In conjunction with Carl Craig’s Party/After-Party (2020) at Dia Beacon, Dia presents a cumulative platform of public programs exploring the legacy of techno through summer 2021. The Carl Craig Sessions join an ongoing and multivocal dialogue about techno’s emergence in Detroit’s underground as well as its reverberations worldwide.
Originating in post-Fordist Detroit in the early 1980s, techno arose not only as an electronic music form, but also as an aesthetic and political movement committed to experimentation, counter-histories, and imagined futures. As artist and sound theorist Kodwo Eshun stated in 1995: “Detroit techno took music beyond the dance, into the chaos of electronics; inventing a history and a future, a direction and an ideal as successful as that other 1980s neologism, cyberspace.”
Inviting artists, DJs, musicians, writers, and thinkers, the Carl Craig Sessions consider the sonic influence of techno. Devoting primary attention to archives of Black experience, the sessions also consider how techno challenges the racial capitalist relationship between human and machine to articulate visions of a transformative society.
Carl Craig Sessions: Screening Series in Collaboration with Electronic Arts Intermix
This film series constellates some of the forms, mythologies, and politics present in the greater movement of techno.
The four films will be available here to view from Thursday, July 16, 12 pm (EST), to Sunday, July 19, 9 pm (EST).
July 16–19, 2020
Featuring films by Ulysses Jenkins and Cauleen Smith, the second screening in the Carl Craig Sessions film program offers enigmatic visions of current and future metropolises and the slippages between them. Spatiotemporal loopholes weave fantasy into images of the already postapocalyptic—from the industrial landscape to the extraterrestrial—redefining our relationship to the conditions of the present.
Dream City, 1983
Ulysses Jenkins composed Dream City from documentation of a twenty-four-hour performance he organized in collaboration with David Hammons, Maren Hassinger, and Senga Nengudi. A discordant, absurdist, and poetic montage, the video weaves together jazz and punk shows, recitations by Jenkins, and shots of the Los Angeles skyline and oil wells to comment on power and nation in the early years of Ronald Reagan’s presidency.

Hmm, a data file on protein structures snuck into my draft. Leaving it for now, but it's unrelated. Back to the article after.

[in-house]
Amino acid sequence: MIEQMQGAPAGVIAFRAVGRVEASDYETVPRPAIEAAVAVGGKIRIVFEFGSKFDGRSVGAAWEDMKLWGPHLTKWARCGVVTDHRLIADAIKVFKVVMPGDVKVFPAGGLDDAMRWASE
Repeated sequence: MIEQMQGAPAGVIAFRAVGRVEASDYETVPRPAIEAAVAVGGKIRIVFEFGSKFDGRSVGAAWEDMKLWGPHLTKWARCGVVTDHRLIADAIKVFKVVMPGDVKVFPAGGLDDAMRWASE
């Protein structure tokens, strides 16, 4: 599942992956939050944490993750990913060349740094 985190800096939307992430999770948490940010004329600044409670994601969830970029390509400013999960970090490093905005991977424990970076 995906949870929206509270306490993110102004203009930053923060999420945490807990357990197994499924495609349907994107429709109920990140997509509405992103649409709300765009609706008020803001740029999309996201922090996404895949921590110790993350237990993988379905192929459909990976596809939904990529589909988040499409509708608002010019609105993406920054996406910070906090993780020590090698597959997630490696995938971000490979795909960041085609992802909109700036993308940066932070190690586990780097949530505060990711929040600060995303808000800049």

The Changing Same, 2001
Cauleen Smith’s The Changing Same follows two aliens sent on a mysterious mission to Earth to investigate the “incubators”: inscrutable earthlings who hold dear “ideas about freedom and a culture born from ashes.” The inhospitable climate of the city in which they find themselves—a place a lot like Los Angeles—causes the mission to end in tragedy.
THE WAY OUT IS THE WAY TWO, 2012
A constellation of short films about Afrofuturist composer Sun Ra, creative music, and the psychogeography of Chicago, Smith’s THE WAY OUT IS THE WAY TWO moves between sci-fi narrative and the documentary of the everyday, obliquely conjuring the history of Sun Ra’s time in Chicago.
Songs for Earth and Folk, 2013
A collage of found footage—scenes of nature and outer space, machines and their human operators —set to a text written by Smith, Songs for Folk and Earth laments the hubris of a human relationship to the earth premised on exploitation. Structured like a blues song, the film features an improvised soundtrack by Chicago-based band The Eternals.
Ulysses Jenkins was born in 1946 in Los Angeles, California. A pioneering video artist, Jenkins studied painting and drawing as an undergraduate at Southern University in Baton Rouge, Louisiana, and later received an MFA in intermedia-video and performance art from Otis Art Institute (now Otis College of Art and Design) in Los Angeles. His work has been included in major exhibitions including America is Hard to See at the Whitney Museum of American Art, New York (2015); Now Dig This!: Art and Black Los Angeles 1960–1980 at the Hammer Museum, Los Angeles (2012); and California Video at the Getty Museum, Los Angeles (2008). Jenkins is currently an associate professor in the Claire Trevor School of the Arts and an affiliate professor in the African American studies program, both at the University of California, Irvine.
Cauleen Smith was born in Riverside, California, in 1967. An interdisciplinary artist, Smith’s work reflects on the everyday possibilities of the imagination. Her films, objects, and installations have been featured in group exhibitions at the Studio Museum in Harlem, New York City (2014); Contemporary Arts Museum Houston; Yerba Buena Center for the Arts, San Francisco (2013); and Museum of Contemporary Art, Chicago (2015). Solo presentations of her films and installations have taken place at MASS MoCA, Massachusetts (2019); the Museum of Contemporary Art, Chicago (2012); and the Kitchen, New York (2011). Smith lives in Los Angeles and teaches at CalArts.